Vesuvius Things to Do
There are many tiny cliffs (or bluffs) throughout the Blue Ridge, and that's no exception in Vesuvius. Along the Forest Service Road north of Adams Peak Wilderness, you'll find plenty of small cliffs (basically large rocks) to 'climb' onto; these bluffs generally have an easy way up them. While most of them provide no views at all, they're fun to climb and a good way to spend some time in the Blue Ridge.
There are many waterfalls along Big Mary's Creek, most of them small cascades. While hiking (or rock-hopping) along the creek, beware of possible rattlesnakes and copperheads. At one point while hiking along this creek, I nearly stepped on a copperhead. Don't want to know what would've happened if I did. A nice half/full day hike.
Big Mary's Creek forms the northern boundary of Adam's Peak Wilderness in George Washington National Forest. From it's headwaters high in Blue Ridge, the creek descends through this valley nestled between a collection of peaks to the South River. There are plenty of hiking opportunities here. Another good activity to do is to birdwatch (actually, just about anywhere in the Blue Ridge is good for birdwatching). You can find Barred, Screech, and Great Horn Owls at night, as well as buntings, jays, cardinals, woodpeckers, phoebes, and chickadees.Related to:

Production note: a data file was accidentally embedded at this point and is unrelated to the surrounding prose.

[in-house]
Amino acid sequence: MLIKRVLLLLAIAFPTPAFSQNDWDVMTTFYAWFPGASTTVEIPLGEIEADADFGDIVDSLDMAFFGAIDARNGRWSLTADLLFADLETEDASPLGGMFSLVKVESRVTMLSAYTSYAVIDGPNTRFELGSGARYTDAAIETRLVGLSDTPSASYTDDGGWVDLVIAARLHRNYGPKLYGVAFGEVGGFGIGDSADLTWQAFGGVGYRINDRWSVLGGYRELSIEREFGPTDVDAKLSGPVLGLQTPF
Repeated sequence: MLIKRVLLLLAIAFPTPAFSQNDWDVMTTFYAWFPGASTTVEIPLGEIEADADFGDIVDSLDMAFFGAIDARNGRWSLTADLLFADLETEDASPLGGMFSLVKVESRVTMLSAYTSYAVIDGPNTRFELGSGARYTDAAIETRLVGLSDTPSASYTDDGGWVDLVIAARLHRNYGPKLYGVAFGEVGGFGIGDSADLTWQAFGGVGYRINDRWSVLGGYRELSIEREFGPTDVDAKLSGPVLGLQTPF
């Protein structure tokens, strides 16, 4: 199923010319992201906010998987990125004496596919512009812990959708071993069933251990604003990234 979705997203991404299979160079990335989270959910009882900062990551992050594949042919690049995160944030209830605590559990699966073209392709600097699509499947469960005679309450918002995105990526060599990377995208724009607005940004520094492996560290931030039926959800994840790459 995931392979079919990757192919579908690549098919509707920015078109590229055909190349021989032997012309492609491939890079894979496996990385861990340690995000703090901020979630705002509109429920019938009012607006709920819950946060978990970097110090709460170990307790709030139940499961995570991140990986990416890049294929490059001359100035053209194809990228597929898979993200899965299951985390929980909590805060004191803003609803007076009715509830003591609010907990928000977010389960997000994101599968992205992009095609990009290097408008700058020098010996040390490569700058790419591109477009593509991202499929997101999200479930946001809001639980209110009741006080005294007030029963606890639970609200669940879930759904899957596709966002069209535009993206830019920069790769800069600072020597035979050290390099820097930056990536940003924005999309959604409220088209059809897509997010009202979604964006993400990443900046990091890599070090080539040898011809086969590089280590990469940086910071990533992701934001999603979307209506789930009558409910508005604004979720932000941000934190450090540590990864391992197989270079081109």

- Hiking and Walking
Favorite thing: If you climb Mt. McClung, the second highest peak of Adams Peak Wilderness, you woon't get views that are as good as those from Mine Mt, but the scenery is still beautiful. From either valley on each side of the mountain, you can hike cross-country or follow ridgelines to the summit of the mountain. Along the way, some areas resembled trails, but others did not; I think that these used to be trails but are no longer maintained. The best views don't come at the summit but about a few hundred vertical feet down from it. For a while, the trail passes through a small cleaering where you'll find blueberries (come in the right season, and they're good), where you can get a good view across to the rolling mountaintops of the Blue Ridge. There is just about no view at the summit itself.Related to:
- Hiking and Walking
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